The Devils in the Jars 4

This is an ongoing tale, catch up on the previous installments here. ♦♦♦ Orsog of Ha-Rend, outlander of the utter west, had wandered far to the utter east, only to find himself standing in a

This is an ongoing tale, catch up on the previous installments here.


Orsog of Ha-Rend, outlander of the utter west, had wandered far to the utter east, only to find himself standing in a sorcerer’s high tower chamber. That practitioner of foul, wicked arts had not yet seen Orsog. The outlander crouched, sinking back into the shadows, with a San spear clutched in his left hand and Asentic sword in his right.

The long-limbed creature crouched over a stone altar, head bowed above the unconscious body of Musane, the daughter of chief Hishine of the Pale Foxes. Beyond the altar, on the far wall, a series of shelves held wax-sealed jars. One had a lid in the shape of a bat’s face, which was closing as red mist dissipated around its rim.

“Ho Dhram,” came the sorcerer’s eerie voice, “I did not bid you return to your vessel.”

A croaking issued from the jar, echoing as if from a great depth.

“I was slain, Master. An outlander, disguised as your acolyte, drew a sword on me in the larder. He spilled my brains, and I remember no more.”

The long, spindly arms of the demon’s Master rose from the sleeping woman and spread outward with claw-like nails upraised. The man seemed to draw in breath.

“I can smell you, Child of the Hills.”

The sorcerer’s bulbous head snapped toward him and orange-rimmed eyes locked on his own.

Orsog tensed. “I can smell your stench as well, devil-caller. If you give me the girl willingly, I will make your death quick, and perhaps even your gods will have mercy.”

Pride and fury blazed in the unearthly eyes of the sorcerer. “Fool! You think to threaten me, you raw savage! I walked the earth before your so-called gods were ever worshipped and will walk it again when your people are forgotten. Even without this virgin’s blood, I am more powerful than any deity who would aid you.”

A claw of the sorcerer twitched, a lid sprang from a jar, and a stag-antlered lion with fish’s scales poured forth, growing in a moment to the size of a great buffalo. It landed at the altar’s head—and turned its open jaws to the sorcerer. A second twitch of the sorcerer’s finger, and the new monster’s mouth snapped shut, its head jerked back as if pulled by a chain.

“Kill the intruder,” the diabolist hissed.

The beast’s muzzle turned toward Orsog as its master drew a knife and bowl from his robes. The sorcerer turned to regard the unconscious girl.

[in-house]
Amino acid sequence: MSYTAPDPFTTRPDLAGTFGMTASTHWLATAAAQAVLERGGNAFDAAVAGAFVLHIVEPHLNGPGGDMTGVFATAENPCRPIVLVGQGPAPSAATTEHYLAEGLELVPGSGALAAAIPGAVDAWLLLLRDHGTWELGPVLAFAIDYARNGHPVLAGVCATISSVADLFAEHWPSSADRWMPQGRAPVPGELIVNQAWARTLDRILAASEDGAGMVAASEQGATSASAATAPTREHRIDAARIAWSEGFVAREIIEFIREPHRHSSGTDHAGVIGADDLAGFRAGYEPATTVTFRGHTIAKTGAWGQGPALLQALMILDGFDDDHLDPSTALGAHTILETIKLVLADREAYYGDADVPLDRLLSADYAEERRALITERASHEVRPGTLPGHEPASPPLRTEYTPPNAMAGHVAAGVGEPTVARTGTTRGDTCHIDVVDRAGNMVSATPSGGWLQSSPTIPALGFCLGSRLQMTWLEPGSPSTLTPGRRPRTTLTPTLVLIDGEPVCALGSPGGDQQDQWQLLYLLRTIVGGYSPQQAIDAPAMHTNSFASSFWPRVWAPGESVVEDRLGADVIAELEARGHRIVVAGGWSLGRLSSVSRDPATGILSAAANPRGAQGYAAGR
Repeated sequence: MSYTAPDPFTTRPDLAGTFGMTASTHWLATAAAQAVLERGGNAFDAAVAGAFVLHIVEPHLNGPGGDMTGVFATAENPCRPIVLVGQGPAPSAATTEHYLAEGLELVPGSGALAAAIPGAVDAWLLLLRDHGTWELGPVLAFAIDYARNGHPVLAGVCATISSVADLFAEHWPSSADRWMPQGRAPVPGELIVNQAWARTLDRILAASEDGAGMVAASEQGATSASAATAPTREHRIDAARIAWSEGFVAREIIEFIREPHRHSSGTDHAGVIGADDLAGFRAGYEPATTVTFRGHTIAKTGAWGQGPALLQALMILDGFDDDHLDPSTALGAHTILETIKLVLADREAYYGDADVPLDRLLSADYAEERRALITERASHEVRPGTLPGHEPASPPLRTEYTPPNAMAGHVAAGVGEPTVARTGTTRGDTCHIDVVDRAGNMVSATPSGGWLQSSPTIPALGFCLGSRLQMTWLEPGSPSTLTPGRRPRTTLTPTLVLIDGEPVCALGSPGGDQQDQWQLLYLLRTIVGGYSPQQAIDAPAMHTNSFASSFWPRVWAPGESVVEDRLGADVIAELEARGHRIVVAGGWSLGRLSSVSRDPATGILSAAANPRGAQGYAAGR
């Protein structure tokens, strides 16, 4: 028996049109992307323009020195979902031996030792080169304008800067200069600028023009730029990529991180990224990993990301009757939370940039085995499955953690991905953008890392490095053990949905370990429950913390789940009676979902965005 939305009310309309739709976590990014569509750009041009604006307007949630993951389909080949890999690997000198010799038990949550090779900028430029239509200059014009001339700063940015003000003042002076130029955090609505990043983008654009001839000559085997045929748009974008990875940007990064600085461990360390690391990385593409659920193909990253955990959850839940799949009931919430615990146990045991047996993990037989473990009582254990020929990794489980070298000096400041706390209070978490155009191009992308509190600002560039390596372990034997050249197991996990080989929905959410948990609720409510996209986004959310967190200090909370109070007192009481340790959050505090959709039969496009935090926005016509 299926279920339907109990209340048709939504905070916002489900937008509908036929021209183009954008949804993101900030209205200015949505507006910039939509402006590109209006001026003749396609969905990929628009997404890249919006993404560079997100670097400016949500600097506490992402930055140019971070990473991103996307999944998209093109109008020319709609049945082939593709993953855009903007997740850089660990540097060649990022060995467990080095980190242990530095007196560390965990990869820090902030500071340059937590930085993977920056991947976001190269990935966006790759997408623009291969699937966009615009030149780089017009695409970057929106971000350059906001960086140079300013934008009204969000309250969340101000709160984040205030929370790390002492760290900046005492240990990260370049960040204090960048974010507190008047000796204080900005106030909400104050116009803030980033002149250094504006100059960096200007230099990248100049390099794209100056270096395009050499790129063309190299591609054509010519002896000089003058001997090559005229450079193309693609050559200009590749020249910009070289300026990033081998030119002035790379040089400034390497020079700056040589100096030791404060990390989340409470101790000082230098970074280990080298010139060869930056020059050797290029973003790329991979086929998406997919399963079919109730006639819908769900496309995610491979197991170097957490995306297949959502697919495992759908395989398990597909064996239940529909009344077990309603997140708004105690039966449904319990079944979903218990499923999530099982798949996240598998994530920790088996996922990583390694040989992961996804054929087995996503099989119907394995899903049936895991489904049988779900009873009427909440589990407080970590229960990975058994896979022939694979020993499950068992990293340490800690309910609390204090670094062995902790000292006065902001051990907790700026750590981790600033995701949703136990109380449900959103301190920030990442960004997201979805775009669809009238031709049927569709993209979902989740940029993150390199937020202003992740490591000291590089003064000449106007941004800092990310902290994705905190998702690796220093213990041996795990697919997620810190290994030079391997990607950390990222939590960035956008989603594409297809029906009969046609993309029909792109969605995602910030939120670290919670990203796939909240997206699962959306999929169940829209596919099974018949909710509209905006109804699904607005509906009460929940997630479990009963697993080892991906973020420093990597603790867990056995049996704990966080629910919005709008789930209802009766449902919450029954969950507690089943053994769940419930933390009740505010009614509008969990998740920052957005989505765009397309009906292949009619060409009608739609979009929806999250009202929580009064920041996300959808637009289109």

An ordinary man might have frozen in fear, but Orsog grew up in the Rendic jungle, dodging wolf and panther, and stalking the mighty bear. He faced fear many times before, and always came away the victor. Though this beast was large and strange to his outlander’s eyes, it was merely another beast. He leaped, not toward it, but at an angle, putting the sorcerer between himself and the devil’s spawn. Instinctively, the master raised his hands as the beast charged, bowling into him. Blood spattered from the impact.

As Orsog reached the far wall, the fish-scaled creature turned about the altar and flew at him. The sorcerer staggered back to his feet, blood oozing from a gash where the beast’s antlers tore the flesh of his forearm. The rage in the demon-caller’s eyes turned to fear as his thrall sped toward Orsog, and to the wall of jars behind him.

This time the sorcerer crooked not a single finger but jerked back his entire blood-drenched forearm. The chimeric monstrosity slammed to the floor, loudly cracking the stone. Seeing his opening, Orsog surged forward, lunging with his spear, and he slew the demon.

“You will pay dearly for your insolence, when I have trapped your soul in one of my jars,” the demoniac sorcerer panted.

“Keep trying, old man. My soul is hard to catch.”

The sorcerer snarled, spitting out words in an ancient tongue, and a large, jade-green jar flew across the room and shattered on the floor.

Smoke billowed out into a vast, murky cloud that filled one side of the chamber. Tendrils, snaking out, condensed. A foul, squelching, tentacular mass, called up from cold, hellish abysses of long-forgotten oceans, slithered from the murk. There was no face, nothing that could be called a head among the bubbles, pustules, and fleshy knobs. Yet its movement suggested focus, but it was not directed at Orsog.

A long, wet appendage flashed toward the bloody arm of the sorcerer, ensnaring him. Ashy blackness mingled with blood.

In that moment, triumph rose in Orsog’s breast. But with horror he realized how close the sorcerer was to Musane.
As the monster started to kill that unholy necromancer, Orsog charged the altar where they battled. Sharp words rang out from the sorcerer, syllables in a devil’s tongue. Orsog sheathed his sword and reached for the unconscious girl on the alter. The writhing abomination surged toward the three of them. Just as the outlander’s hand reached Musane, a thick tentacle hurled Orsog back into the wall.

The sorcerer’s incantation had worked. The sea-demon’s attention was now on Orsog. Black tendrils encircled him as the cackling butcher bent down to retrieve his knife.

The tide had turned again.

To Be Continued…

In The Devils in the Jars 5.

One thought on “The Devils in the Jars 4

Leave a Reply

Your email address will not be published. Required fields are marked *